In the mad lead-up to the latest UNFCCC 21st Conference Of Partners (COP21), I thought I’d look at French weather station records to see how quickly France has been progressing toward climatological catastrophe. In particular, I wanted to see long-term trends that extend to the present.
Looking through the inventory of GHCN-Daily datasets for stations that began recording both TMAX and TMIN prior to 1930 and are still recording today, I found only 8 stations that qualified, including 3 of France’s 6 Global Climate Observing System Surface Network (GSN) stations.
Disappointingly, there were no recent trends to be seen.
Except for breaks during the World Wars, these 8 stations displayed near-continuous daily records…but only up to a point. Four of the stations’ records ended with the year 2000 and four with 2004. After that…blank.
By default, my viewer ignores years with more than 7 days of data missing from any month. When I opted to include years with up to 28 days missing data in any month, lo and behold, all 14 years missing from Perpigan’s 21st century record appeared:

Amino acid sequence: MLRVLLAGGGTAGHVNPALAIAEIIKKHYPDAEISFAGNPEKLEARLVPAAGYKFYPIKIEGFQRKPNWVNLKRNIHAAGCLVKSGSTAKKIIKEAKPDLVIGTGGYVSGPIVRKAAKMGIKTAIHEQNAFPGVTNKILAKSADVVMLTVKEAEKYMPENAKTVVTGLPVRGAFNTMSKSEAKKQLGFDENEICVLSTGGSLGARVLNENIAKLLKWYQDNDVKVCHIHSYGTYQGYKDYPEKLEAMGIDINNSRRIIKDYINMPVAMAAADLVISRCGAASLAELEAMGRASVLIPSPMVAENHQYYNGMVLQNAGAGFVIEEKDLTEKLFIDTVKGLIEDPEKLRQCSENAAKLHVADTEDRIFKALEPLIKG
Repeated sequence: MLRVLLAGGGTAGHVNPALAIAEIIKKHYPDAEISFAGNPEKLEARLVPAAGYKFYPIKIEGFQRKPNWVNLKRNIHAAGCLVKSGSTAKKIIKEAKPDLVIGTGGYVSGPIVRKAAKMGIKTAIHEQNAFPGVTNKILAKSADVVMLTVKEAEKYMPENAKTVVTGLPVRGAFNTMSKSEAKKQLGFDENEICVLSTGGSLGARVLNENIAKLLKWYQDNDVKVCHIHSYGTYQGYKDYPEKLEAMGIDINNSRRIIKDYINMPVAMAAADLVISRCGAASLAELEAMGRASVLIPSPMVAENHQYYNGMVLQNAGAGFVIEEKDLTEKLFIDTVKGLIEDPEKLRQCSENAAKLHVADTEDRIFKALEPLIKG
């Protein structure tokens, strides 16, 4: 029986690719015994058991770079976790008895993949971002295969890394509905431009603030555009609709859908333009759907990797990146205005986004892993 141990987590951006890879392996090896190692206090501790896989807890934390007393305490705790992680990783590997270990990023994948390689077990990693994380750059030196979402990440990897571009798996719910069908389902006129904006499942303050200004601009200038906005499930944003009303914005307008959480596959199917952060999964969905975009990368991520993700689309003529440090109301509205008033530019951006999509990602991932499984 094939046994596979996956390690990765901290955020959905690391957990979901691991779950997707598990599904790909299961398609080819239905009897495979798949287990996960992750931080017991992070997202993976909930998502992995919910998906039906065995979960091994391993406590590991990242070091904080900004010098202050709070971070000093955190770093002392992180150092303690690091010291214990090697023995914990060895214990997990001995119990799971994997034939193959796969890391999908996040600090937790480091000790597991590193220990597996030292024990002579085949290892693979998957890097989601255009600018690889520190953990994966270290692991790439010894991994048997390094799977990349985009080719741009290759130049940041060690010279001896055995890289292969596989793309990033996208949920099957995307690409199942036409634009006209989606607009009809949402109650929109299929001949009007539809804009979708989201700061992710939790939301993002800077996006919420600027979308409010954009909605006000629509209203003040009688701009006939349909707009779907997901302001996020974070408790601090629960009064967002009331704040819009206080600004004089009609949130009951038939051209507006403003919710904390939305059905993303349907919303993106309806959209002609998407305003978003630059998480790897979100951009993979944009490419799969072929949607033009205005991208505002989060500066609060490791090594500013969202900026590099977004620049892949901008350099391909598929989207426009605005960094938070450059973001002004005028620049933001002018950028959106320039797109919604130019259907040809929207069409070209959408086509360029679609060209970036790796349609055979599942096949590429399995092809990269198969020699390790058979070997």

The other 7 stations displayed from 10 to 13 of the missing years.
How much data is missing? I created an Excel macro to count missing-data days for all 8 stations from January 1, 1930 to November 13, 2015 and graphed them:
Except for some shutdowns during WWII, these records are amazingly complete until 2001. No station had more than two days missing data in any year from 1946 through 2000. Then, for some in 2001 and others in 2005, the data suddenly becomes very sparse.
I then examined the 3 French GSN stations that began recording after 1929 and found the same issue. Data from Bourges Aerodrome became sparse in 2001, after which there were 74 to 246 missing days per year. Data from Mont Aigoual and Strasbourg Entzheim became sparse in 2005, after which there were 107 to 258 missing days per year.
Quite bizarre. Are the French waging war on climate records?